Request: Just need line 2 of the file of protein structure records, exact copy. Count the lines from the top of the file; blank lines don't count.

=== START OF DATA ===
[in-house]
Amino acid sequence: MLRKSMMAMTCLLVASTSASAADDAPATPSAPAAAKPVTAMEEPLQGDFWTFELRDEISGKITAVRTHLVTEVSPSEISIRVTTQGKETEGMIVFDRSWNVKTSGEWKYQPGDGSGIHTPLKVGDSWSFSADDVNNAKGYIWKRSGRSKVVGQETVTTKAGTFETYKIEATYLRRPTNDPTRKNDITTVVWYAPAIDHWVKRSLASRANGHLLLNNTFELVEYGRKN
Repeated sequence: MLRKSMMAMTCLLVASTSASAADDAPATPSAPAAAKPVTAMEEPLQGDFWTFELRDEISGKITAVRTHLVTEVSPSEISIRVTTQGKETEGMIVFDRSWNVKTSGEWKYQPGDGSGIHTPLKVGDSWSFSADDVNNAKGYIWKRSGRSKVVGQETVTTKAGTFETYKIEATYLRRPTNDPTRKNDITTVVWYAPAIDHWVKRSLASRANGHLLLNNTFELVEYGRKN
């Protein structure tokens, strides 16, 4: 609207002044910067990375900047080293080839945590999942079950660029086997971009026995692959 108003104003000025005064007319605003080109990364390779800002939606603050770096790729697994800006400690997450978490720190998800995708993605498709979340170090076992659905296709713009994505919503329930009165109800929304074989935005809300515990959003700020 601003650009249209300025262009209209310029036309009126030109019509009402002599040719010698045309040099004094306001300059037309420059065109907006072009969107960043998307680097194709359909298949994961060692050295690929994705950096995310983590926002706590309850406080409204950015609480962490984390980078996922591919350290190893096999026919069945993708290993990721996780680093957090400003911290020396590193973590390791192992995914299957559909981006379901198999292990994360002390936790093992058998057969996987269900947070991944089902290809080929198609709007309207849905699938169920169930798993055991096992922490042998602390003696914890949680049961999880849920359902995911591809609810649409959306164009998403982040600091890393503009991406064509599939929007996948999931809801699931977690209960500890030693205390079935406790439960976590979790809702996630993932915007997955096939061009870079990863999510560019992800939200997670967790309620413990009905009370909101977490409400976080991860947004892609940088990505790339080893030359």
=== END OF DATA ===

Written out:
Amino acid sequence: MLRKSMMAMTCLLVASTSASAADDAPATPSAPAAAKPVTAMEEPLQGDFWTFELRDEISGKITAVRTHLVTEVSPSEISIRVTTQGKETEGMIVFDRSWNVKTSGEWKYQPGDGSGIHTPLKVGDSWSFSADDVNNAKGYIWKRSGRSKVVGQETVTTKAGTFETYKIEATYLRRPTNDPTRKNDITTVVWYAPAIDHWVKRSLASRANGHLLLNNTFELVEYGRKN